Low interest rates boosted mortgage demand by 27% through May

Low interest rates boosted mortgage demand by 27% through May
Real estate financing grew by 50 percent compared with the same period in 2020 when SR46.6 billion was lent via 104,000 contracts. (Shutterstock)
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Updated 26 July 2021

Low interest rates boosted mortgage demand by 27% through May

Low interest rates boosted mortgage demand by 27% through May
  • Residential real estate financing contracts offered to individuals by local banks reached 133,006 through May, with a value of SR69.5 billion

RIYADH: Mortgage lending in Saudi Arabia increased 27 percent this year through May, as interest rates decreased to between 1 percent and 4.9 percent, compared to about 6 percent early last year.

Residential real estate financing contracts offered to individuals by local banks reached 133,006 through May, with a value of SR69.5 billion, according to data from the Saudi Central Bank (SAMA).

Real estate financing grew by 50 percent compared with the same period in 2020 when SR46.6 billion was lent via 104,000 contracts.

“There is great competition between banks and real estate finance companies to obtain a greater share of the housing demand, after government support and joint financing programs with the Real Estate Development Fund (REDF), which led to an increase in the volume of lending for home purchases,” Riyadh-based Menassat Reality Co. CEO Khaled Almobid told Arab news.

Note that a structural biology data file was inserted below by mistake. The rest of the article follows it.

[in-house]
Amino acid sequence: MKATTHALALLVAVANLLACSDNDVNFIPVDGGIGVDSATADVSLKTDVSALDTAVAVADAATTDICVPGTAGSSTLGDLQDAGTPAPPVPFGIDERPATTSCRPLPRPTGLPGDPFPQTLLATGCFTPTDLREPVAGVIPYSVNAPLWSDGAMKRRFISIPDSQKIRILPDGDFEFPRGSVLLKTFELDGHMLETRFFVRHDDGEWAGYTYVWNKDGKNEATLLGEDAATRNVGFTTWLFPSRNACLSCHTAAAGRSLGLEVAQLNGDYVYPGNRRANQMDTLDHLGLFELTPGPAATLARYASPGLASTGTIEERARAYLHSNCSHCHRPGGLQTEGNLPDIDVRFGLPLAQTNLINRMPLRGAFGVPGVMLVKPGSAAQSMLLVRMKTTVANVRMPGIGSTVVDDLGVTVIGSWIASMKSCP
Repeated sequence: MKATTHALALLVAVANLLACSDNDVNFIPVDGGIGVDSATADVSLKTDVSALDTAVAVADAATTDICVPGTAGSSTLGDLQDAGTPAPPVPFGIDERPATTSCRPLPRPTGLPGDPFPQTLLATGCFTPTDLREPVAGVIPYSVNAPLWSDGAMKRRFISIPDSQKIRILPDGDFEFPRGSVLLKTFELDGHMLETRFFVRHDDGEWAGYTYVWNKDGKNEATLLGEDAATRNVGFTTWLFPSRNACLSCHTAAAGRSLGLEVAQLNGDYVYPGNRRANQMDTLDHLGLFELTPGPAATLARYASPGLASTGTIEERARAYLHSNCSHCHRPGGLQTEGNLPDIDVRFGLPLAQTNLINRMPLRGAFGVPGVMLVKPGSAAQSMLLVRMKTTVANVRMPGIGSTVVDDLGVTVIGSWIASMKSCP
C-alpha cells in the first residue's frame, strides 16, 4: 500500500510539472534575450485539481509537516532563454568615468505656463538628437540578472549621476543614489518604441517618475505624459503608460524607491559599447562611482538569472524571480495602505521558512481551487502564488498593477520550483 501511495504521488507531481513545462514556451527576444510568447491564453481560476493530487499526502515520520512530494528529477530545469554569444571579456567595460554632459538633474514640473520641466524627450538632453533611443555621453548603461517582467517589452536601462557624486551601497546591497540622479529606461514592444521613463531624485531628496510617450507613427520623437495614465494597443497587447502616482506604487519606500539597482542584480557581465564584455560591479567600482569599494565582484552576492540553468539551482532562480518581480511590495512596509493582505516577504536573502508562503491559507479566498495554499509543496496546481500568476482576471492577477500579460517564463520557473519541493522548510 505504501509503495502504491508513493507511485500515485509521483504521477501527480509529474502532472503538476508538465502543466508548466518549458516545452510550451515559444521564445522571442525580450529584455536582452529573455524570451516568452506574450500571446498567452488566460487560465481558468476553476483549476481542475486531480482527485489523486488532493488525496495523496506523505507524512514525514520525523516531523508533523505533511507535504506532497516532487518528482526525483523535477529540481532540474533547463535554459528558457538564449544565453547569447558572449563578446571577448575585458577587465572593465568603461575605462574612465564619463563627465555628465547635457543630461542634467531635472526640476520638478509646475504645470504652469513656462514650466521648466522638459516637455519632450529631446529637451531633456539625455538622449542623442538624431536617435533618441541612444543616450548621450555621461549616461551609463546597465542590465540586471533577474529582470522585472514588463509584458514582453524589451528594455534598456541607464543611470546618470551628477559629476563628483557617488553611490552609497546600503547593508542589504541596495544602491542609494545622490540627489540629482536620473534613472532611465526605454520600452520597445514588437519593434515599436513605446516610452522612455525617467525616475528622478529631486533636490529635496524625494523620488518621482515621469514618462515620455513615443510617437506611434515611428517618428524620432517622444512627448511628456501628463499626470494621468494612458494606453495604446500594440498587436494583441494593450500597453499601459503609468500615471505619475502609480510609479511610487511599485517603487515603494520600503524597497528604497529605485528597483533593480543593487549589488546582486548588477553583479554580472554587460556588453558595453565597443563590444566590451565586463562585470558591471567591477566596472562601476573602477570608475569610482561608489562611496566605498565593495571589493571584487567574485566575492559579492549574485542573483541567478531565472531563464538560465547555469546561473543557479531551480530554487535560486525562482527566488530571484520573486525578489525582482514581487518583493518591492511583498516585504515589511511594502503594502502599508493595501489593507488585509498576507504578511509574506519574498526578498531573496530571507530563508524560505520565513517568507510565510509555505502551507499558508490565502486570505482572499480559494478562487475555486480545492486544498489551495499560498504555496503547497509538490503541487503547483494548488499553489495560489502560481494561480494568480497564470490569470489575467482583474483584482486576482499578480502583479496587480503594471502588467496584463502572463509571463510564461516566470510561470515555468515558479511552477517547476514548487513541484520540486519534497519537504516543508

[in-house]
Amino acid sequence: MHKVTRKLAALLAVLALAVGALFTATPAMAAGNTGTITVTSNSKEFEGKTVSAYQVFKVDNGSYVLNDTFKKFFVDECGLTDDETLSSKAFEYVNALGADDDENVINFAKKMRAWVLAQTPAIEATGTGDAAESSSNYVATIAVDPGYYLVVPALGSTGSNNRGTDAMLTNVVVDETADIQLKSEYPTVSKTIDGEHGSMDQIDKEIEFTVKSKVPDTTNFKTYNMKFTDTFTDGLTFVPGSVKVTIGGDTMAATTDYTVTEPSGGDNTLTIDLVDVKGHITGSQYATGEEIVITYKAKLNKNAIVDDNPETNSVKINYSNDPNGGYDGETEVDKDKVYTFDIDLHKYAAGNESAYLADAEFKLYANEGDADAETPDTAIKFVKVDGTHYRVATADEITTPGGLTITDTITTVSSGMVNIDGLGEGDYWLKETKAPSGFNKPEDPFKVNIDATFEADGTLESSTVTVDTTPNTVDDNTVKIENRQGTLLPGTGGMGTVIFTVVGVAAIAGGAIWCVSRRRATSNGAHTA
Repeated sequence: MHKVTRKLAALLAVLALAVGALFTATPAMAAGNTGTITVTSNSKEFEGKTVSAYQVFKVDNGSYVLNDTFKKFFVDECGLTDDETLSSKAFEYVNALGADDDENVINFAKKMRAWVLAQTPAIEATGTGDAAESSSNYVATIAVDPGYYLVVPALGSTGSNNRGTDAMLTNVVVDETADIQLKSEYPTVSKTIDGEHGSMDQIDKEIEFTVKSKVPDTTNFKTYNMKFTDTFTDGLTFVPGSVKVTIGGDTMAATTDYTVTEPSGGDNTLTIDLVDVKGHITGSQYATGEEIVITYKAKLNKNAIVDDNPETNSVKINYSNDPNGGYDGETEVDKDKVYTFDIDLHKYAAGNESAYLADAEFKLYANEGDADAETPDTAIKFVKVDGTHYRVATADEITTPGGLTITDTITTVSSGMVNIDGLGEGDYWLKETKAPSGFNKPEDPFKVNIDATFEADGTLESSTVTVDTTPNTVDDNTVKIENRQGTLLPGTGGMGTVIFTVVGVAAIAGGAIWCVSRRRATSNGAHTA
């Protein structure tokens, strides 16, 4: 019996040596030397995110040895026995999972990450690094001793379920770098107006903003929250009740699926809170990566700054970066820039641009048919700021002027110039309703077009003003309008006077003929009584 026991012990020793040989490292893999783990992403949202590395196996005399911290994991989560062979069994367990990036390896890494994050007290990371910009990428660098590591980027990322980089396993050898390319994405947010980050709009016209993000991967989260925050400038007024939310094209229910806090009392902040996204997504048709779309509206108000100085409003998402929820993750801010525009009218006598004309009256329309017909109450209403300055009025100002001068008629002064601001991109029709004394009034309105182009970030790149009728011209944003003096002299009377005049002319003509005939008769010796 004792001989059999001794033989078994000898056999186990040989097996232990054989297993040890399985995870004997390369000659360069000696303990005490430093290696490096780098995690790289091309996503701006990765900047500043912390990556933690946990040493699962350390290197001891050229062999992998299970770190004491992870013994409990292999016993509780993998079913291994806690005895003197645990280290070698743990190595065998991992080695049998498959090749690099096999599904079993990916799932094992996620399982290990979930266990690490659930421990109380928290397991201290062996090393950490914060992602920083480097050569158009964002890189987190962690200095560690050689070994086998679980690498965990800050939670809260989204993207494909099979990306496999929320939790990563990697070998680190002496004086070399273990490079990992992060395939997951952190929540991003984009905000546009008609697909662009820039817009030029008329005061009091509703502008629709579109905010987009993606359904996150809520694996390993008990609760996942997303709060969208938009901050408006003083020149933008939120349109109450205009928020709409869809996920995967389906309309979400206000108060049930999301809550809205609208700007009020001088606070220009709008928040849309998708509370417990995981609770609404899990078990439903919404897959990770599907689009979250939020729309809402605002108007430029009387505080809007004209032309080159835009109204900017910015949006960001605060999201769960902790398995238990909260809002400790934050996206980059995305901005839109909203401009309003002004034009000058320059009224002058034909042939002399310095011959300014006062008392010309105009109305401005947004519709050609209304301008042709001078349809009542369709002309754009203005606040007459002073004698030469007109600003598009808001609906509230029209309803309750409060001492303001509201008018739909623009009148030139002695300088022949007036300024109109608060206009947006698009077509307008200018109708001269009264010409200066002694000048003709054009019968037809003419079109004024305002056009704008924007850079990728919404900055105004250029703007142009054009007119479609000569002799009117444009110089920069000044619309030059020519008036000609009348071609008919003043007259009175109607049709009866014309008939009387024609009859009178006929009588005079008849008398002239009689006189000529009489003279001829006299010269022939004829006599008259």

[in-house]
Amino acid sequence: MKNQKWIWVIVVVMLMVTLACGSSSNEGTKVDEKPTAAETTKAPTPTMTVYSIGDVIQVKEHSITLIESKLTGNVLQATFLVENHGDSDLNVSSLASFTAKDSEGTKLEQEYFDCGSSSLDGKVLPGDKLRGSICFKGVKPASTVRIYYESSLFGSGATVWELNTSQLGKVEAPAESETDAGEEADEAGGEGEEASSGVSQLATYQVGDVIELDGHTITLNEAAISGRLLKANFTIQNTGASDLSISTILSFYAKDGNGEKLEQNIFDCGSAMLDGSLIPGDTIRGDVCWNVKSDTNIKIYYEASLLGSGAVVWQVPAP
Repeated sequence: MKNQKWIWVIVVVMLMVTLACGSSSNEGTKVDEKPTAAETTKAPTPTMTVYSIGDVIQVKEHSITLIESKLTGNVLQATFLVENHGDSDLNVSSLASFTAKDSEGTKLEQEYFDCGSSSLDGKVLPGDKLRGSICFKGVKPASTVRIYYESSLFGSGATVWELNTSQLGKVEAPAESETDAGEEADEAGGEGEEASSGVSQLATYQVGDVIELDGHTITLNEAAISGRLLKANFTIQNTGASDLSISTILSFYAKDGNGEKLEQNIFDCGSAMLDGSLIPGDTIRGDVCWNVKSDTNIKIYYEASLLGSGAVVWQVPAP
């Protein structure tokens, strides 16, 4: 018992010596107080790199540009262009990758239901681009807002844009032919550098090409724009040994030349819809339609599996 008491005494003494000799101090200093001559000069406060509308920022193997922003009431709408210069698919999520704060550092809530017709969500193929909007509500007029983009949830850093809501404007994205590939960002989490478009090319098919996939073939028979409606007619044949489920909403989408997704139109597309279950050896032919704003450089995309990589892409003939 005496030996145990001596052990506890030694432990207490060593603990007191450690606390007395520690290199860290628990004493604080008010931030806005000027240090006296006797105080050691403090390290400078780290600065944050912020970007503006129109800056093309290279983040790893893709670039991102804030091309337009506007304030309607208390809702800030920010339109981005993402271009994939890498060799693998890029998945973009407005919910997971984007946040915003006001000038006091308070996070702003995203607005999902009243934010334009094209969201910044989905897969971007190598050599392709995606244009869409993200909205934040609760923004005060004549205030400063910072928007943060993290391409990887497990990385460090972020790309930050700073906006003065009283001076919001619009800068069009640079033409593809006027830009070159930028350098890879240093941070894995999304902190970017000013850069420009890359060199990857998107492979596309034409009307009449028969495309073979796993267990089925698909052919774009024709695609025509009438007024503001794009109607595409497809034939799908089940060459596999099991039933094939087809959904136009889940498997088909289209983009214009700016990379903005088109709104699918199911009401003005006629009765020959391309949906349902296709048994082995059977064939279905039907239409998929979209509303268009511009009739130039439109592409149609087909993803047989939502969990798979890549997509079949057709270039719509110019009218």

“I expect more lending during the last quarter of this year despite the difficulties it is facing due to the rise in some housing prices in major cities and the lack of supply,” he said.

Saudi banks are offering mortgages with interest rates as low as 1 percent at Al Rajhi Bank, 2.5 percent at the Saudi National Bank (AlAhli Bank) and up to 4.5 percent at some banks.

Residential villas made up about 80 percent of the total financing, apartments 17 percent, while the purchase of residential lands’ financing made up the remaining 3 percent.

Saudi real estate financing achieved a record growth during the past three years, amounting to about 295,590 contracts, worth SR140.7 billion in 2020, compared to 22,259 financing contracts, worth SR17 billion in 2016, local media reproted citing SAMA data.


UAE, UK to strengthen cooperation on climate action

UAE, UK to strengthen cooperation on climate action
Updated 6 sec ago

UAE, UK to strengthen cooperation on climate action

UAE, UK to strengthen cooperation on climate action
  • The MoU comes ahead of the UN COP26 climate summit in November

DUBAI: The UAE and the UK on Saturday signed a memorandum of understanding to strengthen cooperation to accelerate measures to protect environment.

The MoU comes ahead of the UN COP26 climate summit in November, due to be hosted by the UK in the city of Glasgow and offers a framework for wide-ranging cooperation by government entities, companies, and research agencies in support of realizing COP26 goals.